SAN DIEGO (Border Report) — The faces of 24 U.S. military veterans are part of a mural now on display near Chicano Park just east of Downtown San Diego. All have been deported and remain exiled in countries around the world including Mexico, Kenya and Costa Rica.
It’s common for non-U.S. citizen veterans who were convicted of a crime to be deported back to their countries of birth.
“(The mural) represents bringing our brothers and sisters back home,” said Libier Jimenez, who is part of the Leave No One Behind Mural Project.
Jimenez also runs the Veterans of Foreign Wars Post in San Diego’s Barrio Logan.
“The mural represents fixing an injustice,” she said.
On Monday, the mural was “re-dedicated” since the original was damaged by the weather last year.
“We have framed it and it will have a plexiglass to protected it from the elements,” said Robert Vivar, an advocate for deported veterans.
Vivar himself was finally allowed back in the U.S. last November after spending nearly 20 years in Tijuana, Mexico following his deportation.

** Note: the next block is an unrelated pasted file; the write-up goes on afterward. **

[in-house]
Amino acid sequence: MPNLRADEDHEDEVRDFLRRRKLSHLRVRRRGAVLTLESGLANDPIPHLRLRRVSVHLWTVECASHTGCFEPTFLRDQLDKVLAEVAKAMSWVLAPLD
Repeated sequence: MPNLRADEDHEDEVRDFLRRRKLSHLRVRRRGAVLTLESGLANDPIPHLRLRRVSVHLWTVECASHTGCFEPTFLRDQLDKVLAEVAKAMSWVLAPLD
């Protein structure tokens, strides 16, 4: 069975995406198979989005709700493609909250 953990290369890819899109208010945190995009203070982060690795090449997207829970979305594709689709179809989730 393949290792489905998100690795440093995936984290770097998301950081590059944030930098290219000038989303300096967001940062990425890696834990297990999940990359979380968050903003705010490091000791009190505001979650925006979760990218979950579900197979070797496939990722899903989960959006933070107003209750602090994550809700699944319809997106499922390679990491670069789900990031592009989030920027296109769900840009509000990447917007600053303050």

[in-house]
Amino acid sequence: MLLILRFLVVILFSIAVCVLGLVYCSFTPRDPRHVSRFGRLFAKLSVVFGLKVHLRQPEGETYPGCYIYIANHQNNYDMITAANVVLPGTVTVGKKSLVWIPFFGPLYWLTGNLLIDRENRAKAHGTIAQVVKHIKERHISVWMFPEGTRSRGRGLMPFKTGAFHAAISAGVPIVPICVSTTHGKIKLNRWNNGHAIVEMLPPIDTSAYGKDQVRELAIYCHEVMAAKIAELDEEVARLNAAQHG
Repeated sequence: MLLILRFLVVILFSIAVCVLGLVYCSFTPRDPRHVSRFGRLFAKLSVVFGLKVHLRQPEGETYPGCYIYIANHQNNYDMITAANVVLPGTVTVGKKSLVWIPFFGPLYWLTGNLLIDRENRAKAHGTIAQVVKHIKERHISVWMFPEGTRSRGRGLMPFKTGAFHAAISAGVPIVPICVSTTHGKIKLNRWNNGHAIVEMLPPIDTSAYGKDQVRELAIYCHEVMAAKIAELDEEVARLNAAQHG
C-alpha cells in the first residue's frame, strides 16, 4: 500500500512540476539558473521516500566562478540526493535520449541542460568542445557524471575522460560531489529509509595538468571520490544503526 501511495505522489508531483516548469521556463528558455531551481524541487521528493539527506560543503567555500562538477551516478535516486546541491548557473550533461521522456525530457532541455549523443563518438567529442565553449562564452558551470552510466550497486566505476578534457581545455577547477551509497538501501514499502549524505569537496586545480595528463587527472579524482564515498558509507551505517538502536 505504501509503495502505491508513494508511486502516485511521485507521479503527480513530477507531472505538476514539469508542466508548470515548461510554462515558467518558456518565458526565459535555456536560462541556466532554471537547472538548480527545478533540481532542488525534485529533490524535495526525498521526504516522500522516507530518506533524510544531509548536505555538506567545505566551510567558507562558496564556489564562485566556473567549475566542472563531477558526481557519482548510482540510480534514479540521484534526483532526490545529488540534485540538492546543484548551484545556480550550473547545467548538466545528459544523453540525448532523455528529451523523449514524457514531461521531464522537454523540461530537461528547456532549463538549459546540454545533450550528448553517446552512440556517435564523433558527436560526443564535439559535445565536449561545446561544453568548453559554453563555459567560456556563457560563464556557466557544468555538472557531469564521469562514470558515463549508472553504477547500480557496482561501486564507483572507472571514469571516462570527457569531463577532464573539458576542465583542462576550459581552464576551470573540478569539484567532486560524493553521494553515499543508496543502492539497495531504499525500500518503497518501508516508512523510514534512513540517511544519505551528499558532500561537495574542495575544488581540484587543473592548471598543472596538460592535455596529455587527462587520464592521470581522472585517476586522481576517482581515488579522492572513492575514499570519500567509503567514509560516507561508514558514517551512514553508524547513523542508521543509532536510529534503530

“What I see is heroes,” said Vivar about the mural. “They were not born here, they were ready to give their lives for their new adopted country.”
Vivar is hopeful new legislation now being discussed in Washington will expedite the return of all deported veterans.
“Many people were discarded, exiled to a country that most of them had no knowledge because they left at a very young age,” Vivar said.
One deported veteran Vivar pointed out is Jose Luis Cardenas, who is on the verge of returning home to California.
“He was born in Mexico but he was raised in San Diego. Jose was with the 82nd Airborne, Vietnam-era vet who continued to serve for quite some time,” Vivar said.
According to Vivar, Cardenas was convicted of a drug crime 11 years ago and was deported.
“He made one mistake and has been paying for it,” said Vivar. “His son is in the military and so is his grandson, his family is committed to serving this country.
Vivar told Border Report 30 murals depicting deported U.S. veterans have gone up across the United States.
“What people should see when they walk by and see the faces of the deported veterans, is the need to bring their voice to the government in congress to the senate to make sure we continue to support and raise awareness to change laws to bring deported veterans home.”